Is it more responsible to leave my books unmarked?

Kachi Eloka
4 min readApr 1, 2022

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Ph: Gaala Paris

For the past month, I’ve been facing a dilemma and the question that plagues my mind each time I pick up my highlighter to emphasize a phrase or sentence in a book I’m reading is this;

“will anyone else be able to read this after me? “

I imagine the answer is “no”. No one can possibly enjoy a book that’s littered with coloured markers drawn over sentences that are meant to give the book its thrill. In essence, when I mark my books, I probably take away the joy of unravelling a story one sentence at a time for any future reader.

An excerpt from Love In Color

Last year, on the 13th of June, I made my first highlight on a book I owned. It was Bolu Babalola’s Love In Color and the question “Can you properly cherish and relish and revere something without the fear of losing it?”, struck a chord deep in my heart.

It was, sort of, a liberating moment as I finally allowed myself to truly “possess” a book, quelling the discomfort I had long felt about staining pages of a book with the permanence of a highlighter.

Then in January, I took it several notches higher by writing my thoughts at different stages as I read through the chapters of Elizabeth Gilbert’s City of Girls.

Random thoughts on City of Girls

I guess I see these markers as evidence that I have lived through my books. Leaving a mark; highlighting a phrase, proves resonance and relatability. It shows that the book made me feel something.

A book that is left blank — just as when it was first picked up — gives me a sense of disconnectedness. Like nothing struck a chord… because if something did, then the reader would definitely want to immortalize it, no?

As a beneficiary of the used-books society, I’ve always felt fortunate to be able to afford great books at a tiny fraction of what they must have originally cost. So, with thoughts of how I’ve benefitted from unmarked books, coupled with my growing awareness of eco-friendliness and circularity, I now wonder if the choice I’ve made is inconsiderate and even now bordering on irresponsible.

I guess, in honest consideration of the situation, the dilemma is really this:

to be selfish or selfless?

To refrain from emphasizing the words and ideas I resonate so deeply with as a reader so that I may allow someone else to experience the same book in future without the distraction of incessant highlights; an indication that someone already possessed the book and hence they can only be a mere witness or at most, a participant, but most definitely not an owner?

To be selfish or selfless is a dilemma that I find distressing in an era when society campaigns so ferociously for self-care yet arrogantly demands that we do not get too self-involved. Somewhat dictating that it’s okay and recommended that we prioritize self-care and choose our self-fulfilment, but only within a reasonable degree, lest we fall off the precipice into selfishness.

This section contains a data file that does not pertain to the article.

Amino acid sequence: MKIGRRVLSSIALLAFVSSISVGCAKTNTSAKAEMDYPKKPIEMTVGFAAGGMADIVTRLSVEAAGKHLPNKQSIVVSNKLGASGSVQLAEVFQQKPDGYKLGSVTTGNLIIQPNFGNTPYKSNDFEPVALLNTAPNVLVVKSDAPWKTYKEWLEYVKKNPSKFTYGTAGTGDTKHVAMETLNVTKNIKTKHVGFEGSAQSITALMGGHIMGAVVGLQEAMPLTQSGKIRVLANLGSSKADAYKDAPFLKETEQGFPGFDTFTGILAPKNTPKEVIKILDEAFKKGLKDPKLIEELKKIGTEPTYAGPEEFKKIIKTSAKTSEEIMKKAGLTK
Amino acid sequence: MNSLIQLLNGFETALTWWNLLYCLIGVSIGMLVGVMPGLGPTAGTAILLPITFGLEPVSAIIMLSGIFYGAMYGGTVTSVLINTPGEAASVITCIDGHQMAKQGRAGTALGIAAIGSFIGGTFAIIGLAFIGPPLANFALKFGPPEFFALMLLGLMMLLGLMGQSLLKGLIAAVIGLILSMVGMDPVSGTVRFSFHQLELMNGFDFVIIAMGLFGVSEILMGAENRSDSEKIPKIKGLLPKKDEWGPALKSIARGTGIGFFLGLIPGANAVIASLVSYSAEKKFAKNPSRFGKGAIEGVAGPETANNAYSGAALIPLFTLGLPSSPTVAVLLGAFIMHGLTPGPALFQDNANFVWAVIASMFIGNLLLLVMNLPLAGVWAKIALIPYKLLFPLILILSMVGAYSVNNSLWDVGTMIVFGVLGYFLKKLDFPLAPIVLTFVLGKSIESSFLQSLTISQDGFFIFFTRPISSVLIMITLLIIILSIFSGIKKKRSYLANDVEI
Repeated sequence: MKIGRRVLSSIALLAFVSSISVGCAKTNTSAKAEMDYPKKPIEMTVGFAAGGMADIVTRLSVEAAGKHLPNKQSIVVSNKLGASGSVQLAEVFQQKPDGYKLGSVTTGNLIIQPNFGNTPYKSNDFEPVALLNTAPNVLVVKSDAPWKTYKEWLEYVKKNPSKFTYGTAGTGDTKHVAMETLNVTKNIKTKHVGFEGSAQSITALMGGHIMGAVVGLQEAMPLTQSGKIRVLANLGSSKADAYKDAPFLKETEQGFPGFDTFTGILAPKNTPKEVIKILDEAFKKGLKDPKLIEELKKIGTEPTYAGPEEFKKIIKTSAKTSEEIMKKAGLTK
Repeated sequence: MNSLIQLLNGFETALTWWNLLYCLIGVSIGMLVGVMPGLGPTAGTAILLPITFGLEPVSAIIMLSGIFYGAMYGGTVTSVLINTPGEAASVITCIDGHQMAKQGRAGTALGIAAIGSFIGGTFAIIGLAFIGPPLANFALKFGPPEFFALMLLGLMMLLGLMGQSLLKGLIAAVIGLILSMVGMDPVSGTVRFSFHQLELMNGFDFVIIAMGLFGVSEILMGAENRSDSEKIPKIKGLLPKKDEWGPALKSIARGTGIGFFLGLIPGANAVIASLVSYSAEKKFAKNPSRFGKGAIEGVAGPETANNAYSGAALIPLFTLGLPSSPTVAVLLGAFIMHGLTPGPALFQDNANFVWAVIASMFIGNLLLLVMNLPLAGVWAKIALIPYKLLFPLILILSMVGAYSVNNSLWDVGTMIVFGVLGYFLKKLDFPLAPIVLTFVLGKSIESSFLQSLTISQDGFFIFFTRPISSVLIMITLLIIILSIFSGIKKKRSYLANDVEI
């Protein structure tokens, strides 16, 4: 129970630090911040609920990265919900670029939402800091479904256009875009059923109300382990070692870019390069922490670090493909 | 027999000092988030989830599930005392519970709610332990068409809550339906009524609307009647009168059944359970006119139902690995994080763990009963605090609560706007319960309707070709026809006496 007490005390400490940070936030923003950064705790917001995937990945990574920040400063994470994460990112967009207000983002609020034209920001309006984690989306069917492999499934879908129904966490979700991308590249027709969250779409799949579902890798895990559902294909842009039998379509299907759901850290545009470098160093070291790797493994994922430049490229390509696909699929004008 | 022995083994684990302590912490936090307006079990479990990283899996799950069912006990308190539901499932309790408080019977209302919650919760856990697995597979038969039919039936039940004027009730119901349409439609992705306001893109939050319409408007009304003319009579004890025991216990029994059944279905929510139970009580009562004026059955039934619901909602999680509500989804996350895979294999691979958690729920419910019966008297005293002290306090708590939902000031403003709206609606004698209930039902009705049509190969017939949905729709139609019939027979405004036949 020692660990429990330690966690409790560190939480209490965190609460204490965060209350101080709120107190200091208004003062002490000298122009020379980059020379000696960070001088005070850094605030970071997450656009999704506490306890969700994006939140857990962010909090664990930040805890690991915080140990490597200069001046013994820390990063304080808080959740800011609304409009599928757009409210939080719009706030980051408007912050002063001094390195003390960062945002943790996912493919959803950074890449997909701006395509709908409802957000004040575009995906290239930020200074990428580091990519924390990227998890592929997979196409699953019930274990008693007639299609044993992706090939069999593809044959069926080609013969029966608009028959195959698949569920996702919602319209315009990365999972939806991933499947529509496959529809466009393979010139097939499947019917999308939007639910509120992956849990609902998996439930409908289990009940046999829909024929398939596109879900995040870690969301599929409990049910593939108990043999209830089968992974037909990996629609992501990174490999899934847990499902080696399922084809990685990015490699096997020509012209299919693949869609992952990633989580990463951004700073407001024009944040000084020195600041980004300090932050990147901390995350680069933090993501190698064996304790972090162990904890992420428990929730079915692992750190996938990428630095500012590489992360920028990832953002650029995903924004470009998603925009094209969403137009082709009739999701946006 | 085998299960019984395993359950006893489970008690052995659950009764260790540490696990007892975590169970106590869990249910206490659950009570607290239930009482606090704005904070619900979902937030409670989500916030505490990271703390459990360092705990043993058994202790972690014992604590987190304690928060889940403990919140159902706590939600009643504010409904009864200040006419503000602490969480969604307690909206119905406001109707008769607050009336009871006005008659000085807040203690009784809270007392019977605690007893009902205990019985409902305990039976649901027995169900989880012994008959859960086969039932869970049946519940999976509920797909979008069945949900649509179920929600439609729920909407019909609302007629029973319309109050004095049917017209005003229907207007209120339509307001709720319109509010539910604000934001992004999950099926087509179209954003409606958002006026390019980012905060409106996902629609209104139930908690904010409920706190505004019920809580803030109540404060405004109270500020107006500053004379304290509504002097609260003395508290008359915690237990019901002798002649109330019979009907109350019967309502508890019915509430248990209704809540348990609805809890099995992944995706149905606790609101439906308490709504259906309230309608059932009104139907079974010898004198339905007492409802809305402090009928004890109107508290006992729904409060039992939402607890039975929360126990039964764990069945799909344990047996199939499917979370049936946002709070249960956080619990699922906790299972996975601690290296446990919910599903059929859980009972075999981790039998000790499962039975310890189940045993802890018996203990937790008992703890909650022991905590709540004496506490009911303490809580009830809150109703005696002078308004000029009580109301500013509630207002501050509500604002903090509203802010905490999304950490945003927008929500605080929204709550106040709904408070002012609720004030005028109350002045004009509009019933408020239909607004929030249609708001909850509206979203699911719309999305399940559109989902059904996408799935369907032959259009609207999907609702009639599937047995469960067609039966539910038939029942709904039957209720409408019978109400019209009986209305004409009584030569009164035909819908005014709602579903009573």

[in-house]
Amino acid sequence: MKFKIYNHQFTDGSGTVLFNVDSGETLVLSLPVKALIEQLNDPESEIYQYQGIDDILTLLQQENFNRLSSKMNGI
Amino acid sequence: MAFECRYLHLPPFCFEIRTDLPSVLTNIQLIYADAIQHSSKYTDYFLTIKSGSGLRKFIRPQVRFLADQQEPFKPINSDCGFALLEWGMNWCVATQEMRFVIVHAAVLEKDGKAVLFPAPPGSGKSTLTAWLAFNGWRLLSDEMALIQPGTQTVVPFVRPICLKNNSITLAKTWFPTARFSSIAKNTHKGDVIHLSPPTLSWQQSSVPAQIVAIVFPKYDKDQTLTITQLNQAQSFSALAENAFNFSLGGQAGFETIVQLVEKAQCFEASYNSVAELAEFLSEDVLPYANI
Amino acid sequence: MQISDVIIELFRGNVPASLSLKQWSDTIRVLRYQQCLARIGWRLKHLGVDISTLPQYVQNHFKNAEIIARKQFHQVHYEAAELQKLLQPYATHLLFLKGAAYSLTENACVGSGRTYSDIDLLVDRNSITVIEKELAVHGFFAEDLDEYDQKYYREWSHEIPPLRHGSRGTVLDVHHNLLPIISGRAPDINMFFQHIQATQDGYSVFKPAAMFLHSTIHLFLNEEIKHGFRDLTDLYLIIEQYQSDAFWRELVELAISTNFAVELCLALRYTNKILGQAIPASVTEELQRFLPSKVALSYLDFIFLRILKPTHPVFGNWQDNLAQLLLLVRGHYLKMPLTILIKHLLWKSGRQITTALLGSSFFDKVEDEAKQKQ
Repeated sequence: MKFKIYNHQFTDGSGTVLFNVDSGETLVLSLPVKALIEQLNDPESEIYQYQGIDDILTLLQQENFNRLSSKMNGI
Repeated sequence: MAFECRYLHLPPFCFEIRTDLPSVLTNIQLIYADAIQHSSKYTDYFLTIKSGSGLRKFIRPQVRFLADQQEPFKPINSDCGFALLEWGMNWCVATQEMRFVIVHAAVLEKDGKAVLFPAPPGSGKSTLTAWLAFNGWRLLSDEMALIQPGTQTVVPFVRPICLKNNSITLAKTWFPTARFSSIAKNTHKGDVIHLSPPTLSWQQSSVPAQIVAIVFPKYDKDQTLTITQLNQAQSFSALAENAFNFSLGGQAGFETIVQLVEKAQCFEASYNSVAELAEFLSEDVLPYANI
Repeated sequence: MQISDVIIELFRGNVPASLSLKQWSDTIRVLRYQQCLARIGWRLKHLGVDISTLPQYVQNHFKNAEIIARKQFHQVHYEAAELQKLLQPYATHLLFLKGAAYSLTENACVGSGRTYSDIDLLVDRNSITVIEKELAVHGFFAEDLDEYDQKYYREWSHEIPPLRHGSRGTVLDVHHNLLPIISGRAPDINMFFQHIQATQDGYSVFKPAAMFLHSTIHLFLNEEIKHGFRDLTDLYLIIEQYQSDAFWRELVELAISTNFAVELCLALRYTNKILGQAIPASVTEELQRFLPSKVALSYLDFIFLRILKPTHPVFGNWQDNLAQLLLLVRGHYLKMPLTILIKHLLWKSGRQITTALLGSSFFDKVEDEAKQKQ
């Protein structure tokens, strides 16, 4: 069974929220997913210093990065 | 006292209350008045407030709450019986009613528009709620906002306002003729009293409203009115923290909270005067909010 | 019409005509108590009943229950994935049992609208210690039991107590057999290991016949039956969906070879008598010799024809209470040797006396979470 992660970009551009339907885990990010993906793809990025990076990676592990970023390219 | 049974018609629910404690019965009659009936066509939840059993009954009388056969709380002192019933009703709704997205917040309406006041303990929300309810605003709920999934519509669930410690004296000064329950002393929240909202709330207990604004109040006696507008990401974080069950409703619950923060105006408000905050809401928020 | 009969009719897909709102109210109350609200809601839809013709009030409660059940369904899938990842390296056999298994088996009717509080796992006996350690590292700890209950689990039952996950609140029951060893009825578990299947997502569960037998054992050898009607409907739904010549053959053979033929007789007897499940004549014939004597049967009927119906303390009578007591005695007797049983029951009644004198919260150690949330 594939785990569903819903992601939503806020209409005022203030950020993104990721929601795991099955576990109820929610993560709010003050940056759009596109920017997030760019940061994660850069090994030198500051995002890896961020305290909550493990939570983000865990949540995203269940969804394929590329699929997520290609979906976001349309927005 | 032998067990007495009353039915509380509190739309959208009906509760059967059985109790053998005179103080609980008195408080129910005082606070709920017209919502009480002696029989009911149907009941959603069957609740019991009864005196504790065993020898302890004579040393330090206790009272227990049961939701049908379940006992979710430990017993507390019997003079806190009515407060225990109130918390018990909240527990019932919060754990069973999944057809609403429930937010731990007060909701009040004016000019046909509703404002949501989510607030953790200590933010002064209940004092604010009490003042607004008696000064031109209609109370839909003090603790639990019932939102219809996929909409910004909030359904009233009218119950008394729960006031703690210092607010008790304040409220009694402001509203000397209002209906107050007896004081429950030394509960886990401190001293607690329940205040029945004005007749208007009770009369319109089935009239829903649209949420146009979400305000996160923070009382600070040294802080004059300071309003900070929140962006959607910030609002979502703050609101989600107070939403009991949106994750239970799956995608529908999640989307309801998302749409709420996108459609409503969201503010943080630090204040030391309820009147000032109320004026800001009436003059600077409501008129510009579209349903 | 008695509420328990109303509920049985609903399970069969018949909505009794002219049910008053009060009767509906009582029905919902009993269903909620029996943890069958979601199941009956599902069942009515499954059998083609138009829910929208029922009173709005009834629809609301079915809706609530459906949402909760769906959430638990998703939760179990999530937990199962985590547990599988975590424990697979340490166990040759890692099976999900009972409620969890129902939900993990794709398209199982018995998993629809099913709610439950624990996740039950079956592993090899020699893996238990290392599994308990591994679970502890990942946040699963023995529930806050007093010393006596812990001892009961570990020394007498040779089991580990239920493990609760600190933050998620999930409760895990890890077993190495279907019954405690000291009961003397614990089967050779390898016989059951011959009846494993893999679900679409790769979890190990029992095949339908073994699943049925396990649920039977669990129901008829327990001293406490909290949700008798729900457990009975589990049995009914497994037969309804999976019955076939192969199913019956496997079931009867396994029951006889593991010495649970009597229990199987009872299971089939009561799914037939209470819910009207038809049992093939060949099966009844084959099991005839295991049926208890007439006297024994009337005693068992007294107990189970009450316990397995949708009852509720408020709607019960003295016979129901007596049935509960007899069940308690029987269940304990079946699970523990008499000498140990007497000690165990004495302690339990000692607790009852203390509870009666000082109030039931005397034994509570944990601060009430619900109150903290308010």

I’m stressed. Lol.

It should be a simple decision;

to mark my books or not.

But that decision distressingly swings on a pendulum between selfishness and selflessness. Except, *gasps*, I may completely misunderstand what selfishness in fact means.

Perhaps, selfishness isn’t an irrational desire for self-satisfaction or a consuming obsession with what only serves you, but rather it’s the honest consideration of what contributes to your well-being even when other people would rather you choose them first.

Before you think of it, I am aware that people are fond of twisting words of morality to suit their own conscience and I have no intentions of doing that with my proposed definition of selfishness.

And that brings me right back to the center of my dilemma.

In the end, I think it all boils down to intention; what’s my honest reason for marking my books? Is it simply to declare ownership or an effort to help myself remember the most significant parts of what I’ve read?

If it’s the latter, then I guess I can acquit myself and relinquish the responsibility of “preserving” books for future beneficiaries when I, in this present time, absolutely need these markings so that I can easily reacquaint myself with a book whenever I need to.

Truth be told, whether I decide to forsake my desires and ignore the personal benefits, or cave in to the moral obligation of leaving books in a state that they can be passed down, some eco-conscious climate advocate could still eventually ask me the distressing question;

do we really even need to print books, at all?

I guess that will finally leave me speechless, and I can rest my case and just go back to doing whatever it is I was doing, quietly, lest I be dragged.

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